Riverhead officials want to rein in an extreme sport that uses powerful water jets to propel thrillseekers high above the Peconic River.
The town board is considering regulations that would force a "flyboarding" company from the cove near the downtown business district where it operates and push it into a wider and deeper Peconic Bay, following complaints by neighbors and environmentalists.
Flyboard LI began operating last summer on the Peconic River near the Treasure Cove Resort Marina. The sport harnesses a personal watercraft's water stream, routing it through a hose and into a pair of specialized boots. The thrust allows a flyboarder to soar 10 to 15 feet in the air and perform tricks.
Riverhead's proposed rules include safety requirements and standards governing where flyboarding would be allowed in the town. Town board members have been working on the law for several months, and may hold a public hearing later this winter.
Riverhead Town Supervisor Sean Walter said the company's location in the Peconic River is "completely inappropriate" because it's in shallow water and close to waterfront homes.
Walter said he's not opposed to the activity in general. "It looks like a really fun sport," he said. "I'm an avid water skier."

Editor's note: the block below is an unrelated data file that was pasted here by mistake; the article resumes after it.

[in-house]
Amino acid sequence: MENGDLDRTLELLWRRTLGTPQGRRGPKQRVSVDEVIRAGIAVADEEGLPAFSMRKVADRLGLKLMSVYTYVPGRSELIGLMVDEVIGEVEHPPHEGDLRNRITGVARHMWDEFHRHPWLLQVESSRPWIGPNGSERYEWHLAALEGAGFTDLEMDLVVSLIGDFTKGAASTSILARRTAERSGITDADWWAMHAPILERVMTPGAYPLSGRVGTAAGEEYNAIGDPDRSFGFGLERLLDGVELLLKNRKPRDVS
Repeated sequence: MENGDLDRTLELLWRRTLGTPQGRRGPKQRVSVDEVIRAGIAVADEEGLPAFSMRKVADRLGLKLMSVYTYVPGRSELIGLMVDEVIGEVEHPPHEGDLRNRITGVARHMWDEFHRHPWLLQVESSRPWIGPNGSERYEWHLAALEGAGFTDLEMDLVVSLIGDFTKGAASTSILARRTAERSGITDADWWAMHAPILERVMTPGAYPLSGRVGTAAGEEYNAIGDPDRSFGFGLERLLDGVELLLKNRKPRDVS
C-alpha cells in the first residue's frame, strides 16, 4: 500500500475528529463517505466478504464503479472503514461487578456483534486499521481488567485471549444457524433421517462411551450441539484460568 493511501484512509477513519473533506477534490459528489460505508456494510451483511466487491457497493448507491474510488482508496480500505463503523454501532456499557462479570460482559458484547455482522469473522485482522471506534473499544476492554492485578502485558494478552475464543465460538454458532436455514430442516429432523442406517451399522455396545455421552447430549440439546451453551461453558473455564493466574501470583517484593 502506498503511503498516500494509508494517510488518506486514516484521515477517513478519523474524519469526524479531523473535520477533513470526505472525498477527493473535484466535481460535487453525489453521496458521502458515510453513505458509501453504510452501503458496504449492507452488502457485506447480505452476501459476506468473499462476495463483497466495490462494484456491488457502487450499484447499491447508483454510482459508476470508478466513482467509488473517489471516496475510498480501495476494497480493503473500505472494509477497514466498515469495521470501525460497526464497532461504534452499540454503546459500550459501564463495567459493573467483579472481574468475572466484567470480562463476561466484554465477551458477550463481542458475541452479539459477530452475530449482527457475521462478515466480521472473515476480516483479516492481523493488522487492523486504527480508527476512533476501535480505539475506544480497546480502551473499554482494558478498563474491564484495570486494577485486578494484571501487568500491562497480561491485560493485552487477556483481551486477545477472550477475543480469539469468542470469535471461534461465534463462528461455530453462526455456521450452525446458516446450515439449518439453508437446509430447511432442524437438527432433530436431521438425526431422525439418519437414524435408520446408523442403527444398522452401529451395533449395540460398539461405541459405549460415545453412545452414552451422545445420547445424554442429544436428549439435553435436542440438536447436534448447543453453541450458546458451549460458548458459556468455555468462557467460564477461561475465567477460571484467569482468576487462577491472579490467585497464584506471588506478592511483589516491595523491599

Flyboard LI owner Jimmy Bissett said by email Wednesday that proposed regulations could force relocation to another town.
"Moving it off Main Street will limit the amount of people that will enjoy downtown Riverhead because it's off the path," he said.
Bissett, 26, said noise from flyboarding is "very low" and the sport "is not stirring up the water any more than any other Jet Ski or boat passing by."
Elizabeth Parillo, 17, whose family lives near the cove on Riverside Drive, compared the sound of flyboarding to "a bug just buzzing in your ear." Parillo and her parents urged the town board at a meeting Tuesday to force flyboarding out of the cove.
Kevin McAllister of the East End advocacy group Defend H2O, said flyboarding could stir up organic compounds from the riverbed, leading to harmful nitrogen pollution.
"This has no place, I would argue, in Riverhead's waters and particularly the Peconic River," he said at the meeting. The river is on the state's list of environmentally impaired waterbodies because of nitrogen pollution and low oxygen levels.
Riverhead's proposed rules would ban flyboarding from navigation channels and within 300 feet of the shore, structures or boats, among other restrictions.
Board members are divided on some details of the law. Councilwoman Jodi Giglio said speeding boats, high winds and waves could make flyboarding dangerous in the Peconic Bay, too. She said she favors allowing it in calmer waters near the mouth of the Peconic River where it empties into the bay.
"I don't think it's safe pushing this all the way out in the bay," she said. "You get whitecaps out there."